Pitt, A. J. 2003. Isotopomer effects associated with nitrification and denitrification: Implications for the global nitrous oxide cycle. MS. Thesis, Michigan State University, East Lansing, Michigan, USA.

Citable PDF link: https://lter.kbs.msu.edu/pub/2537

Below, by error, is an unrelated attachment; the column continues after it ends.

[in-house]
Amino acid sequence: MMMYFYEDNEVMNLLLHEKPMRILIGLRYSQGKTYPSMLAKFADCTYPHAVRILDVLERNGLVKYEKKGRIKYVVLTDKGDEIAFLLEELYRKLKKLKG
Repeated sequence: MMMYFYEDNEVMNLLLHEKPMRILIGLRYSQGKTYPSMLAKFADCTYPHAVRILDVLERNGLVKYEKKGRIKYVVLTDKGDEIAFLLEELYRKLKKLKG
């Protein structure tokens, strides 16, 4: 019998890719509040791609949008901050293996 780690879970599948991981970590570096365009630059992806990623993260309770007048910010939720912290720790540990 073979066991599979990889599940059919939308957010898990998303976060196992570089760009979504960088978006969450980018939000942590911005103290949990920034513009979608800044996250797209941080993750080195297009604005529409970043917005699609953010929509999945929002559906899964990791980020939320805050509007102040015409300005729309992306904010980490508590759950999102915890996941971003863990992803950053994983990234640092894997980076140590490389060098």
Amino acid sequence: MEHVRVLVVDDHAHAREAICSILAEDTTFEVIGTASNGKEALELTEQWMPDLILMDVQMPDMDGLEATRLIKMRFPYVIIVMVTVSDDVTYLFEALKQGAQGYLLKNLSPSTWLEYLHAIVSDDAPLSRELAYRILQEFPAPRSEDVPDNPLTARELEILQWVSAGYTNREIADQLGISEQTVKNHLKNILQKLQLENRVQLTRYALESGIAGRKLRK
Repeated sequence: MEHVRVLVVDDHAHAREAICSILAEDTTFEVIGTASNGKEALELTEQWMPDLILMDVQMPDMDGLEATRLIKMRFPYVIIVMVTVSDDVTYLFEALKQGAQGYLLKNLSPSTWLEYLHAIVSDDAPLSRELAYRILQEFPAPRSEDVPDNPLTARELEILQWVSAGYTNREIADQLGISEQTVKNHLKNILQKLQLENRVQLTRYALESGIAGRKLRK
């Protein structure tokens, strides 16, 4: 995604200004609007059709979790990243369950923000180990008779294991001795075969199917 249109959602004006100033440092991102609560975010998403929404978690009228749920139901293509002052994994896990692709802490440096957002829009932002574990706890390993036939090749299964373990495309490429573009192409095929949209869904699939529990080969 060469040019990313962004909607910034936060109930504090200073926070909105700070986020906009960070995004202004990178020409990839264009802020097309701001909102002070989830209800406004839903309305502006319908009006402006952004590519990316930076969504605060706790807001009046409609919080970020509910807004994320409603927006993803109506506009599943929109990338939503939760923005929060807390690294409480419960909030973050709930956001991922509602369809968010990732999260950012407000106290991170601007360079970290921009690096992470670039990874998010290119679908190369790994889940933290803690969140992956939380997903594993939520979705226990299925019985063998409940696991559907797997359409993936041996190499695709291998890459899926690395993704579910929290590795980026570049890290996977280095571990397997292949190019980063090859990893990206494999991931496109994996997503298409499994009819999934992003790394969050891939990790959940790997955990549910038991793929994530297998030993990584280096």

Nitrifying and denitrifying bacteria carry out a vital role in soil systems by regulating supplies of inorganic nitrogen. Nitrifying and denitrifying bacteria also affect the Earth’s atmosphere profoundly through the addition of the greenhouse gas, N 2 O. To better understand the role of nitrification and denitrification in atmospheric greenhouse gas production we need a reliable method to distinguish N 2 O formed from these two processes. Such information will be particularly valuable in agricultural environments that can be managed to foster one process or the other. The intramolecular distribution of 15 N in nitrous oxide (isotopomer) is emerging as a new tool in defining the sources and sinks of this trace gas (Popp et al., in press; Toyoda and Yoshida, 2000; Toyoda et al., in press, Perez et al., 2001) and is commonly expressed in terms of site preference (difference in δ 15 N between the central and outer N atoms). Using laboratory cultures of whole soil microbes and pure cultures of an N 2 O-producing denitrifier, Pseudomonas chlororaphis (ATCC #43928), it was demonstrated that the isotopomer fingerprint of N 2 O derived from denitrification is unique from that of nitrification (Christensen and Tiedje, 1988). Furthermore, it was demonstrated that in agricultural soils the consumption of N 2 O during denitrification has no affect on site preference, but in deciduous forest soils an isotopomer effect is observed. With these results we are now poised to begin to apply isotopomers to apportion the relative contribution of N 2 O derived from nitrification and denitrification in agricultural soils.

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